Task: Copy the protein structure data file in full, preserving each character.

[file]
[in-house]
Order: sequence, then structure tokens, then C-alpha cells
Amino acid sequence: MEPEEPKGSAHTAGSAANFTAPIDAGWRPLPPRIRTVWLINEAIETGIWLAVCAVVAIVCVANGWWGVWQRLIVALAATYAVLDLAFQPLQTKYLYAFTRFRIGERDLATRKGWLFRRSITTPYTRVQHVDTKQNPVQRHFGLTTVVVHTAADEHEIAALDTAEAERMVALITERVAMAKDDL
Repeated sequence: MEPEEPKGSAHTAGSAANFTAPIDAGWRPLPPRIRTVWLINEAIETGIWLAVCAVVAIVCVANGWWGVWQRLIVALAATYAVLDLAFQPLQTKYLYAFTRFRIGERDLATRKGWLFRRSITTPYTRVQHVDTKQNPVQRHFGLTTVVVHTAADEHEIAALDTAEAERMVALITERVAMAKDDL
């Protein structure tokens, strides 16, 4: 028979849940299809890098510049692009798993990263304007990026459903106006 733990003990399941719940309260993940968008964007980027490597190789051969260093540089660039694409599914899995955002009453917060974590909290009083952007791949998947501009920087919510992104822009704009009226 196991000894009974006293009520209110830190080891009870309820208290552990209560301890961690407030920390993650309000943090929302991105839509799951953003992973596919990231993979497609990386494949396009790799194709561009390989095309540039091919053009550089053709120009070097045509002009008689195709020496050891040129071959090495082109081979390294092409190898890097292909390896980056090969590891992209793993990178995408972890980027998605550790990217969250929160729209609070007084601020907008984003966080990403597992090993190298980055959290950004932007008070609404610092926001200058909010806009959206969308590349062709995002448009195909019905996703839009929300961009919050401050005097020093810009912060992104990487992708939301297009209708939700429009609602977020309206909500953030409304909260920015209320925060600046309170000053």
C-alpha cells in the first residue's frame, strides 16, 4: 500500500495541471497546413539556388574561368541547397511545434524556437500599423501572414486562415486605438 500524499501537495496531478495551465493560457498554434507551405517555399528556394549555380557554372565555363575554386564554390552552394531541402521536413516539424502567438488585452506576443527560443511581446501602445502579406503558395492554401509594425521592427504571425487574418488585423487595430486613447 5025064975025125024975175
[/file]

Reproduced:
[in-house]
Order: sequence, then structure tokens, then C-alpha cells
Amino acid sequence: MEPEEPKGSAHTAGSAANFTAPIDAGWRPLPPRIRTVWLINEAIETGIWLAVCAVVAIVCVANGWWGVWQRLIVALAATYAVLDLAFQPLQTKYLYAFTRFRIGERDLATRKGWLFRRSITTPYTRVQHVDTKQNPVQRHFGLTTVVVHTAADEHEIAALDTAEAERMVALITERVAMAKDDL
Repeated sequence: MEPEEPKGSAHTAGSAANFTAPIDAGWRPLPPRIRTVWLINEAIETGIWLAVCAVVAIVCVANGWWGVWQRLIVALAATYAVLDLAFQPLQTKYLYAFTRFRIGERDLATRKGWLFRRSITTPYTRVQHVDTKQNPVQRHFGLTTVVVHTAADEHEIAALDTAEAERMVALITERVAMAKDDL
């Protein structure tokens, strides 16, 4: 028979849940299809890098510049692009798993990263304007990026459903106006 733990003990399941719940309260993940968008964007980027490597190789051969260093540089660039694409599914899995955002009453917060974590909290009083952007791949998947501009920087919510992104822009704009009226 196991000894009974006293009520209110830190080891009870309820208290552990209560301890961690407030920390993650309000943090929302991105839509799951953003992973596919990231993979497609990386494949396009790799194709561009390989095309540039091919053009550089053709120009070097045509002009008689195709020496050891040129071959090495082109081979390294092409190898890097292909390896980056090969590891992209793993990178995408972890980027998605550790990217969250929160729209609070007084601020907008984003966080990403597992090993190298980055959290950004932007008070609404610092926001200058909010806009959206969308590349062709995002448009195909019905996703839009929300961009919050401050005097020093810009912060992104990487992708939301297009209708939700429009609602977020309206909500953030409304909260920015209320925060600046309170000053």
C-alpha cells in the first residue's frame, strides 16, 4: 500500500495541471497546413539556388574561368541547397511545434524556437500599423501572414486562415486605438 500524499501537495496531478495551465493560457498554434507551405517555399528556394549555380557554372565555363575554386564554390552552394531541402521536413516539424502567438488585452506576443527560443511581446501602445502579406503558395492554401509594425521592427504571425487574418488585423487595430486613447 5025064975025125024975175